Before I tell you about the Occult Triangle Lab, I want to tell you about bathtubs. When I was a kid, I would go to the Longview Public Library, where they had three or four of these big, oversized bathtubs with carpeting on the inside of them. You could grab your book, climb inside the bathtub and start reading. Shit was bonkers. It was like the library was making batches of bathtub kid gin. But the gin was stories.
There was a tub near one standalone shelf, which was dedicated to FOLKLORE AND LEGENDS. That was my tub. A lot of Native American story collections, a lot of big fairy tale picture books. But the books that got me were Scary Stories to Tell in the Dark. I read those books over and over, burning the illustrations of Stephen Gammell deep into my unconscious, which is high on the APA’s list of predispositions for becoming a serial murderer later in life. Then I realized that I could tell these stories to other kids when I went to YCAMP.
YCAMP was a summer day camp run by the YMCA, but it was sort of like ‘Nam. You got up early, you packed up all your gear, you sat with your gear against a long brick wall, you hauled your gear onto a transport, and you spent your day wandering around in the brush. The hikes were the best part. Hikes were spent in hour-long conversations, or telling every joke you knew. I knew the trails and routes as well as the counselors, so I usually walked at the rear of the group to make sure no one got behind. That’s where my storytelling began.
A big part of telling a scary story is lulling the listeners into a trance with long descriptions of normal, ordinary tasks, like cleaning a window, then building up the suspense little by little. Tension is your gravy, and you’ve got to learn to pour that gravy. But back then, it was also a lot of improv: since my memory was never perfect, and the audience I was speaking to was never the same, every telling was different. Sometimes I had to add pieces to entice kids who weren’t spooked, or make up something to cover for a forgotten scene. Sometimes I was caught with an audience who had heard all of my stories, and I had to make up a new one on the spot. For a long time, I had four core stories (with others slipping in and out of circulation): Springheel Jack, The Foot of the Bed, Harold, and my magnum opus, the long, difficult tour-de-force: The Wendigo.
Word must have gotten around, because I started getting requests. I usually ate lunch in the wide expanse of dirt near the camp, under a big birch tree, and kids started wandering out there, asking to hear The Wendigo. There was never any campfires at YCAMP to tell stories around, or even night, for that matter. Every day, it was burning hot, bright and dry. But I remember standing in the shade of that big birch tree, surrounded by two semi-circles of kids who had forgotten about the heat. I would tell them about the tracks in the snow, the black pines, the silence and the cold, and the wind blowing through those big, black trees. Lying under a cot in a hunting lodge, one man would hear the roof lift off the eaves and see the big white claws of the Wendigo lift his friends out one by one, until he was alone. Then the roof would come back down, and the wind would blow away into the trees.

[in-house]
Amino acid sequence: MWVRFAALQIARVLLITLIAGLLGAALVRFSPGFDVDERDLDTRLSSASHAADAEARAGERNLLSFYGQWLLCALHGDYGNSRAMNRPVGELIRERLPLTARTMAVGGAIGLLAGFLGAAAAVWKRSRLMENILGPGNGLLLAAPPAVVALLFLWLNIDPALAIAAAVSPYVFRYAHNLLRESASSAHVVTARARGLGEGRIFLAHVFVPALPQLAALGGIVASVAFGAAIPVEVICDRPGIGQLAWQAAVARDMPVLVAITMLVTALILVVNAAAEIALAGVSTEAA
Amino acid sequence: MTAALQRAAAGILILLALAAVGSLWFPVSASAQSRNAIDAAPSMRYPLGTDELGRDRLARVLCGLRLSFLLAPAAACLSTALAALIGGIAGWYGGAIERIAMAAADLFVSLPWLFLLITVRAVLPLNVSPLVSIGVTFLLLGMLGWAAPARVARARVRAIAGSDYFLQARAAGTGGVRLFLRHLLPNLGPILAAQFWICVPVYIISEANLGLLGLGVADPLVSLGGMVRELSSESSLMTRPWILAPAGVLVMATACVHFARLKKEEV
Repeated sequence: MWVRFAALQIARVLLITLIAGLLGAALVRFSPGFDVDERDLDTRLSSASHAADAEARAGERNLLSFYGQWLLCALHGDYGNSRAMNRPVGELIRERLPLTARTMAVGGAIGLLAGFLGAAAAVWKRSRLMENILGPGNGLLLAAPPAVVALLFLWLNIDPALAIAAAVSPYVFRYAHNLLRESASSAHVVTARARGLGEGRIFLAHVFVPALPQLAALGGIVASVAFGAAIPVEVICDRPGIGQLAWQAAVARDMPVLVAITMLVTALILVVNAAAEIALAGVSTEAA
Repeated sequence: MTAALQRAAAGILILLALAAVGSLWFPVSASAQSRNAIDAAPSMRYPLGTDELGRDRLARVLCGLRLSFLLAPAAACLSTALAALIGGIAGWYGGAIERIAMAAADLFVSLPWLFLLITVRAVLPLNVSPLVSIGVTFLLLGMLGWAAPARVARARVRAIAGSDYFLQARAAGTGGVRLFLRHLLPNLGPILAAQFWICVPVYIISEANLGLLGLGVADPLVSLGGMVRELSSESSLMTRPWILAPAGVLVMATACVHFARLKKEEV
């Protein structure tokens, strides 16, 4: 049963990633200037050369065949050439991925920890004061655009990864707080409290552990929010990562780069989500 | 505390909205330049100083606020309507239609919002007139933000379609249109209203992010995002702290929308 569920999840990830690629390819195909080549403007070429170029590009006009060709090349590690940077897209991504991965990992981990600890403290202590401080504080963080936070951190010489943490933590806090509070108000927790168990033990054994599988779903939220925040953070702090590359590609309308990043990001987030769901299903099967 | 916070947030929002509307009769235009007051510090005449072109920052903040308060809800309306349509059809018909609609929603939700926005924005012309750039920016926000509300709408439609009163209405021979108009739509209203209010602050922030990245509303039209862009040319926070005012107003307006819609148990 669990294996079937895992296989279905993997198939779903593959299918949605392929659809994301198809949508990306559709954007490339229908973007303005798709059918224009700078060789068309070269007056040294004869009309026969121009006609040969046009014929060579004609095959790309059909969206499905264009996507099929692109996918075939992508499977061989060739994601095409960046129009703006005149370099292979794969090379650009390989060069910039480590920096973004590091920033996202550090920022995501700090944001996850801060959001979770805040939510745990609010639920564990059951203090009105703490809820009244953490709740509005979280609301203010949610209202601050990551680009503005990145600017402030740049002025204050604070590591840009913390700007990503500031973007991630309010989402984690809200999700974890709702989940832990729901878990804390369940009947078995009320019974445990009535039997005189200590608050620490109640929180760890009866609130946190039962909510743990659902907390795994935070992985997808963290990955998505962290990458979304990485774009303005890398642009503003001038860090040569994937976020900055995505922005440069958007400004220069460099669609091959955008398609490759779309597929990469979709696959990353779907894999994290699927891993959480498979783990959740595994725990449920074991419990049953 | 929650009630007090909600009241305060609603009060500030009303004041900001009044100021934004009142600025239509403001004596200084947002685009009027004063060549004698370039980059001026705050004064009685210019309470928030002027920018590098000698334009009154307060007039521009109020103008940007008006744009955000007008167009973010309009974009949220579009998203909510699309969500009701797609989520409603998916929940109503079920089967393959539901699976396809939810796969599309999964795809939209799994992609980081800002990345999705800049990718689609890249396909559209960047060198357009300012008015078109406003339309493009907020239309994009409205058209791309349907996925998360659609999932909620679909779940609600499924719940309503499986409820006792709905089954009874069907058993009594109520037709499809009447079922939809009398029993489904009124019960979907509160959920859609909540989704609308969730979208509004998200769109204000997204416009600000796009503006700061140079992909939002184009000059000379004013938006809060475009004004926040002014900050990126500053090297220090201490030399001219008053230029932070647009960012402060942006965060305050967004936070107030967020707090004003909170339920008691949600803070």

There’s nothing like that electric silence, right after the story ends. Nothing like it.
Only after I took my first writing course in college did I learn the term “vivid and continuous dream” to describe what stories do to people, how they immerse you in another world with concrete details and a certain rhythm. Scary Stories to Tell in the Dark made me want to be a writer, but it’s a different experience to be a storyteller with a live audience—the story feels alive, you feel alive, and everyone is breathing the same magic. The best audiences are always kids—they haven’t built up that patina of practiced cynicism toward the world and everything in it.
YCAMP wasn’t one of those wacky-happy-fun-songs-and-s’mores outdoor cults where you’re there for a full two months, sleeping in cabins. It was a day camp, and we didn’t have that kind of saccharine, Stockholm syndrome bullshit. But we did have a sense of history–a lot of the same kids showed up every year, and they all carried memories of the way camp used to be, what had changed, and who was gone now. I went there for seven years, and I saw it decline like Rome. The canoe-tipping in the river stopped, the fishing banks were abandoned, and the hiking trails changed. The worst part was when a veteran camper never showed up for the new year. It meant they had moved on, and there was an unspoken bitterness that they had left everyone else behind. Then came days when I realized that I was on my way out, too. But before those days came, before I started building up that patina of practiced cynicism toward the world, I would go out at lunch and sit under a big birch tree in the middle of the arid, burning expanse of dirt near the camp and tell Scary Stories to Tell in the Dark.
It was around the time that I stopped fitting in the bathtubs at the library that I stopped going back.
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